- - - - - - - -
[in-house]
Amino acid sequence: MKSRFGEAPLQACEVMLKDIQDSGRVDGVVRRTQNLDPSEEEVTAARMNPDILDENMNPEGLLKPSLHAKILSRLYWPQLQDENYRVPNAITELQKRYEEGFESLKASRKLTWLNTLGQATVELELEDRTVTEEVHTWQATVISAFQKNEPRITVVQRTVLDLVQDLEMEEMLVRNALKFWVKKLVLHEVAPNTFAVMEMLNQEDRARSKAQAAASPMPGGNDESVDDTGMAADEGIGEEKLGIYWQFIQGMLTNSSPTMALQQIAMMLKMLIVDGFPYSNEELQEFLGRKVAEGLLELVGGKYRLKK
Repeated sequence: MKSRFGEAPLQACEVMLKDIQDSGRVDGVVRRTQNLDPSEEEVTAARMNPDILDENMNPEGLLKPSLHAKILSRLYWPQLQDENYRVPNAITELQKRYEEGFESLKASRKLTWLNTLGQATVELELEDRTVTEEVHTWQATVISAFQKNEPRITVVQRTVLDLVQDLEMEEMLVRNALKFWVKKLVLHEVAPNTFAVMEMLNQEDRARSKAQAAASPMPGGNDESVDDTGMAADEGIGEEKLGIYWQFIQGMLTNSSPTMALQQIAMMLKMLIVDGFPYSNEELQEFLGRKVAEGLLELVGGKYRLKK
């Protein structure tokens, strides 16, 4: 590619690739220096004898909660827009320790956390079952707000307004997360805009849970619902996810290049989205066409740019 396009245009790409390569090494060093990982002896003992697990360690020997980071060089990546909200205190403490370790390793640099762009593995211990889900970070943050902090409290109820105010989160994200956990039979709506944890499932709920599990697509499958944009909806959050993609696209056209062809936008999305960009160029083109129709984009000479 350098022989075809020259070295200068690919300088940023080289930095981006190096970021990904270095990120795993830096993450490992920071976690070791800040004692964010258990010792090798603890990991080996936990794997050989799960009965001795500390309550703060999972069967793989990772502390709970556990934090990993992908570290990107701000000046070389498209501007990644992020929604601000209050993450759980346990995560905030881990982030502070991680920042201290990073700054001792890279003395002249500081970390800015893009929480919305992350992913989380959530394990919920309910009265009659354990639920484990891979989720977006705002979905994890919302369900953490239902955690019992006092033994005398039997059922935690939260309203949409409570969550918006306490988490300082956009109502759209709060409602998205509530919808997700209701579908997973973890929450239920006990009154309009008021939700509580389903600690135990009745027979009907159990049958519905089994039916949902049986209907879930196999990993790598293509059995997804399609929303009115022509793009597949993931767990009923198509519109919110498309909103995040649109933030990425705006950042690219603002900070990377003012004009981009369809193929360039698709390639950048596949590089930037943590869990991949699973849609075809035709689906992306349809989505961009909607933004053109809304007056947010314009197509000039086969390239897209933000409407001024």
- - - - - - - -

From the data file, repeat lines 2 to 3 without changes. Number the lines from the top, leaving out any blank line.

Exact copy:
Amino acid sequence: MKSRFGEAPLQACEVMLKDIQDSGRVDGVVRRTQNLDPSEEEVTAARMNPDILDENMNPEGLLKPSLHAKILSRLYWPQLQDENYRVPNAITELQKRYEEGFESLKASRKLTWLNTLGQATVELELEDRTVTEEVHTWQATVISAFQKNEPRITVVQRTVLDLVQDLEMEEMLVRNALKFWVKKLVLHEVAPNTFAVMEMLNQEDRARSKAQAAASPMPGGNDESVDDTGMAADEGIGEEKLGIYWQFIQGMLTNSSPTMALQQIAMMLKMLIVDGFPYSNEELQEFLGRKVAEGLLELVGGKYRLKK
Repeated sequence: MKSRFGEAPLQACEVMLKDIQDSGRVDGVVRRTQNLDPSEEEVTAARMNPDILDENMNPEGLLKPSLHAKILSRLYWPQLQDENYRVPNAITELQKRYEEGFESLKASRKLTWLNTLGQATVELELEDRTVTEEVHTWQATVISAFQKNEPRITVVQRTVLDLVQDLEMEEMLVRNALKFWVKKLVLHEVAPNTFAVMEMLNQEDRARSKAQAAASPMPGGNDESVDDTGMAADEGIGEEKLGIYWQFIQGMLTNSSPTMALQQIAMMLKMLIVDGFPYSNEELQEFLGRKVAEGLLELVGGKYRLKK